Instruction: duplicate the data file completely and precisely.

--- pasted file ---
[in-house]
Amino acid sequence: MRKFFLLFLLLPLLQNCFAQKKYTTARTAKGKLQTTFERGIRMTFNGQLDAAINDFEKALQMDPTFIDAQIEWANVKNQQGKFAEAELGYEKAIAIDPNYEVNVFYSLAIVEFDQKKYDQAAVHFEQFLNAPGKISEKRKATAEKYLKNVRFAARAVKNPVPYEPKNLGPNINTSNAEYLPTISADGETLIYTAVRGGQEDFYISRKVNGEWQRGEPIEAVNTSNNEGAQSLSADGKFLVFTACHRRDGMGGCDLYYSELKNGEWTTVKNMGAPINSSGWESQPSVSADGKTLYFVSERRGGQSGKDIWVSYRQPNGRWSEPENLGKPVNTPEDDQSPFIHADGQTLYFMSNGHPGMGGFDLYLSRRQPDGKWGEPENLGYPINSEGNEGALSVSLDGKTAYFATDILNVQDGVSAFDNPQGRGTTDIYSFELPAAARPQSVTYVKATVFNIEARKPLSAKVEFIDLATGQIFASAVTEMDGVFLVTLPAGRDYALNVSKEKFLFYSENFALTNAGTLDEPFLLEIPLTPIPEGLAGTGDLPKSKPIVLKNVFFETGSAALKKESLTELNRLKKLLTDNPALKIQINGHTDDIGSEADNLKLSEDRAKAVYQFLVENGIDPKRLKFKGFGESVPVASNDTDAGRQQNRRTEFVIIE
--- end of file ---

[in-house]
Amino acid sequence: MRKFFLLFLLLPLLQNCFAQKKYTTARTAKGKLQTTFERGIRMTFNGQLDAAINDFEKALQMDPTFIDAQIEWANVKNQQGKFAEAELGYEKAIAIDPNYEVNVFYSLAIVEFDQKKYDQAAVHFEQFLNAPGKISEKRKATAEKYLKNVRFAARAVKNPVPYEPKNLGPNINTSNAEYLPTISADGETLIYTAVRGGQEDFYISRKVNGEWQRGEPIEAVNTSNNEGAQSLSADGKFLVFTACHRRDGMGGCDLYYSELKNGEWTTVKNMGAPINSSGWESQPSVSADGKTLYFVSERRGGQSGKDIWVSYRQPNGRWSEPENLGKPVNTPEDDQSPFIHADGQTLYFMSNGHPGMGGFDLYLSRRQPDGKWGEPENLGYPINSEGNEGALSVSLDGKTAYFATDILNVQDGVSAFDNPQGRGTTDIYSFELPAAARPQSVTYVKATVFNIEARKPLSAKVEFIDLATGQIFASAVTEMDGVFLVTLPAGRDYALNVSKEKFLFYSENFALTNAGTLDEPFLLEIPLTPIPEGLAGTGDLPKSKPIVLKNVFFETGSAALKKESLTELNRLKKLLTDNPALKIQINGHTDDIGSEADNLKLSEDRAKAVYQFLVENGIDPKRLKFKGFGESVPVASNDTDAGRQQNRRTEFVIIE